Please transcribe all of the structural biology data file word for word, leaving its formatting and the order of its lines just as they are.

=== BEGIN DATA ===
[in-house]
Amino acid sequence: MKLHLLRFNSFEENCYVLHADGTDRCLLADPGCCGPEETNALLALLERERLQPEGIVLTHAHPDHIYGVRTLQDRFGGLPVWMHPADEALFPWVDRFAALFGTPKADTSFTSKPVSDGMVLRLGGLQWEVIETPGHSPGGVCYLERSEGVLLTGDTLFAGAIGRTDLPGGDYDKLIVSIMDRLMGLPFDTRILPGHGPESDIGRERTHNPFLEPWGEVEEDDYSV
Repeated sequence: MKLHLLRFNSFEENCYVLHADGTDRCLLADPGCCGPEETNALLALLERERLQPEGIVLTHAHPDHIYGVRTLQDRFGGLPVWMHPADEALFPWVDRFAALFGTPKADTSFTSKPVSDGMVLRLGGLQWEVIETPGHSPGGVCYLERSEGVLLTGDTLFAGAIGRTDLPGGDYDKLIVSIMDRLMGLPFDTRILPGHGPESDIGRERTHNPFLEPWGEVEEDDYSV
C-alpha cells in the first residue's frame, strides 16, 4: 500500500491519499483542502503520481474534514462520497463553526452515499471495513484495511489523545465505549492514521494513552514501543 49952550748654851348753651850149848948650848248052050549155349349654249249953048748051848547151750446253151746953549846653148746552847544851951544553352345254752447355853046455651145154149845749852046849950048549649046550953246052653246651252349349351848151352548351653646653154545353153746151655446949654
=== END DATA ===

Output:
[in-house]
Amino acid sequence: MKLHLLRFNSFEENCYVLHADGTDRCLLADPGCCGPEETNALLALLERERLQPEGIVLTHAHPDHIYGVRTLQDRFGGLPVWMHPADEALFPWVDRFAALFGTPKADTSFTSKPVSDGMVLRLGGLQWEVIETPGHSPGGVCYLERSEGVLLTGDTLFAGAIGRTDLPGGDYDKLIVSIMDRLMGLPFDTRILPGHGPESDIGRERTHNPFLEPWGEVEEDDYSV
Repeated sequence: MKLHLLRFNSFEENCYVLHADGTDRCLLADPGCCGPEETNALLALLERERLQPEGIVLTHAHPDHIYGVRTLQDRFGGLPVWMHPADEALFPWVDRFAALFGTPKADTSFTSKPVSDGMVLRLGGLQWEVIETPGHSPGGVCYLERSEGVLLTGDTLFAGAIGRTDLPGGDYDKLIVSIMDRLMGLPFDTRILPGHGPESDIGRERTHNPFLEPWGEVEEDDYSV
C-alpha cells in the first residue's frame, strides 16, 4: 500500500491519499483542502503520481474534514462520497463553526452515499471495513484495511489523545465505549492514521494513552514501543 49952550748654851348753651850149848948650848248052050549155349349654249249953048748051848547151750446253151746953549846653148746552847544851951544553352345254752447355853046455651145154149845749852046849950048549649046550953246052653246651252349349351848151352548351653646653154545353153746151655446949654